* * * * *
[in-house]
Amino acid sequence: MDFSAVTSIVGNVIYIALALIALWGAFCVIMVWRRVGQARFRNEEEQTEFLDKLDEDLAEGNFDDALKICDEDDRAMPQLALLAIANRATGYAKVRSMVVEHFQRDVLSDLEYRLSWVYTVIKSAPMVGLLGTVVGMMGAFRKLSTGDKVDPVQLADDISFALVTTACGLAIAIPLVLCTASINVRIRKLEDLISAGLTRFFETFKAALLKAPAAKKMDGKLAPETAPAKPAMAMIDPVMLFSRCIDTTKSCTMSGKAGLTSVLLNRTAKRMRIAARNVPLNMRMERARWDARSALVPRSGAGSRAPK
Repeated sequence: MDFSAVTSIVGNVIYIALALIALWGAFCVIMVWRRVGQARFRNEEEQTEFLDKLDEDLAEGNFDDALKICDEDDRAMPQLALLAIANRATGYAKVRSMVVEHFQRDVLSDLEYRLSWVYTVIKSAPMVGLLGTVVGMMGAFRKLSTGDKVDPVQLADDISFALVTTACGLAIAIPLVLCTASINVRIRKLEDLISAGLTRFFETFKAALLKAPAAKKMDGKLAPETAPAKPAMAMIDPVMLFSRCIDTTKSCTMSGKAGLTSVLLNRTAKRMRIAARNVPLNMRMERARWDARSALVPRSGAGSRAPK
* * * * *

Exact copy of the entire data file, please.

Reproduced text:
[in-house]
Amino acid sequence: MDFSAVTSIVGNVIYIALALIALWGAFCVIMVWRRVGQARFRNEEEQTEFLDKLDEDLAEGNFDDALKICDEDDRAMPQLALLAIANRATGYAKVRSMVVEHFQRDVLSDLEYRLSWVYTVIKSAPMVGLLGTVVGMMGAFRKLSTGDKVDPVQLADDISFALVTTACGLAIAIPLVLCTASINVRIRKLEDLISAGLTRFFETFKAALLKAPAAKKMDGKLAPETAPAKPAMAMIDPVMLFSRCIDTTKSCTMSGKAGLTSVLLNRTAKRMRIAARNVPLNMRMERARWDARSALVPRSGAGSRAPK
Repeated sequence: MDFSAVTSIVGNVIYIALALIALWGAFCVIMVWRRVGQARFRNEEEQTEFLDKLDEDLAEGNFDDALKICDEDDRAMPQLALLAIANRATGYAKVRSMVVEHFQRDVLSDLEYRLSWVYTVIKSAPMVGLLGTVVGMMGAFRKLSTGDKVDPVQLADDISFALVTTACGLAIAIPLVLCTASINVRIRKLEDLISAGLTRFFETFKAALLKAPAAKKMDGKLAPETAPAKPAMAMIDPVMLFSRCIDTTKSCTMSGKAGLTSVLLNRTAKRMRIAARNVPLNMRMERARWDARSALVPRSGAGSRAPK